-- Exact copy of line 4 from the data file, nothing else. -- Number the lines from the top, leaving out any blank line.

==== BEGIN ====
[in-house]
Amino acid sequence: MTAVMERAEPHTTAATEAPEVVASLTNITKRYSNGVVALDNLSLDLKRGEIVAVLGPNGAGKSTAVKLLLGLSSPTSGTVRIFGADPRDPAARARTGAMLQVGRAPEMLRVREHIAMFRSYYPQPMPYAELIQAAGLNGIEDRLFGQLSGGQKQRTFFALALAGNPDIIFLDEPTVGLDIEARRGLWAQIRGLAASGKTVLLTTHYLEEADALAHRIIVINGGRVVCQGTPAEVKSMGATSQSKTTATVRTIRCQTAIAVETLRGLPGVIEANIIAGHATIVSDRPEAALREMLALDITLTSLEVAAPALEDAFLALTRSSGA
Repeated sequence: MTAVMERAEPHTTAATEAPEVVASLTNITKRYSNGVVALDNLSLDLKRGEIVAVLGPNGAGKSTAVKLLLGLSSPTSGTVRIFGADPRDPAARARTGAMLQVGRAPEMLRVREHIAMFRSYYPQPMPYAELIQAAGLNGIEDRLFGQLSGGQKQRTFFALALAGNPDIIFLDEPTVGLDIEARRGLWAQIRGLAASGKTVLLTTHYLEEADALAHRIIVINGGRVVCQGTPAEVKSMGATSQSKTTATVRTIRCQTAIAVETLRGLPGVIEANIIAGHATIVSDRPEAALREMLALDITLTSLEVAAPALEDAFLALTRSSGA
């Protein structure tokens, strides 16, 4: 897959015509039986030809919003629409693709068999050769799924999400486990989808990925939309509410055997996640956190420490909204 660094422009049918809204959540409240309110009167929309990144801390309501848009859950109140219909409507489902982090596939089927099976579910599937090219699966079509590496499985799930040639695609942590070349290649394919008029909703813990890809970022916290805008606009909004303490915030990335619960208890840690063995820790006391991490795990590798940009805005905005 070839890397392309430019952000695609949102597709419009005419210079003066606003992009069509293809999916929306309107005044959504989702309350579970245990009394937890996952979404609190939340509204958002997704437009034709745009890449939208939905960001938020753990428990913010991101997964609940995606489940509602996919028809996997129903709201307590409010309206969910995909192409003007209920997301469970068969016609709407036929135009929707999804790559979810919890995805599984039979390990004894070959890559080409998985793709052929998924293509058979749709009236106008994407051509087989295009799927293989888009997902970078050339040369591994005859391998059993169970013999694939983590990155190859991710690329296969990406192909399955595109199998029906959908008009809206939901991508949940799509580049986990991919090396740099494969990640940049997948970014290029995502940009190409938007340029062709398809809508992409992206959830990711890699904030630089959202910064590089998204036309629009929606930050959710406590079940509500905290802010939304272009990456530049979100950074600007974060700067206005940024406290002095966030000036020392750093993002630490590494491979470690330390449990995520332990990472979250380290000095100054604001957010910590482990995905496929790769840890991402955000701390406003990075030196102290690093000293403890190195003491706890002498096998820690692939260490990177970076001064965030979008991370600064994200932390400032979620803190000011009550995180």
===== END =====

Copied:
């Protein structure tokens, strides 16, 4: 897959015509039986030809919003629409693709068999050769799924999400486990989808990925939309509410055997996640956190420490909204 660094422009049918809204959540409240309110009167929309990144801390309501848009859950109140219909409507489902982090596939089927099976579910599937090219699966079509590496499985799930040639695609942590070349290649394919008029909703813990890809970022916290805008606009909004303490915030990335619960208890840690063995820790006391991490795990590798940009805005905005 070839890397392309430019952000695609949102597709419009005419210079003066606003992009069509293809999916929306309107005044959504989702309350579970245990009394937890996952979404609190939340509204958002997704437009034709745009890449939208939905960001938020753990428990913010991101997964609940995606489940509602996919028809996997129903709201307590409010309206969910995909192409003007209920997301469970068969016609709407036929135009929707999804790559979810919890995805599984039979390990004894070959890559080409998985793709052929998924293509058979749709009236106008994407051509087989295009799927293989888009997902970078050339040369591994005859391998059993169970013999694939983590990155190859991710690329296969990406192909399955595109199998029906959908008009809206939901991508949940799509580049986990991919090396740099494969990640940049997948970014290029995502940009190409938007340029062709398809809508992409992206959830990711890699904030630089959202910064590089998204036309629009929606930050959710406590079940509500905290802010939304272009990456530049979100950074600007974060700067206005940024406290002095966030000036020392750093993002630490590494491979470690330390449990995520332990990472979250380290000095100054604001957010910590482990995905496929790769840890991402955000701390406003990075030196102290690093000293403890190195003491706890002498096998820690692939260490990177970076001064965030979008991370600064994200932390400032979620803190000011009550995180």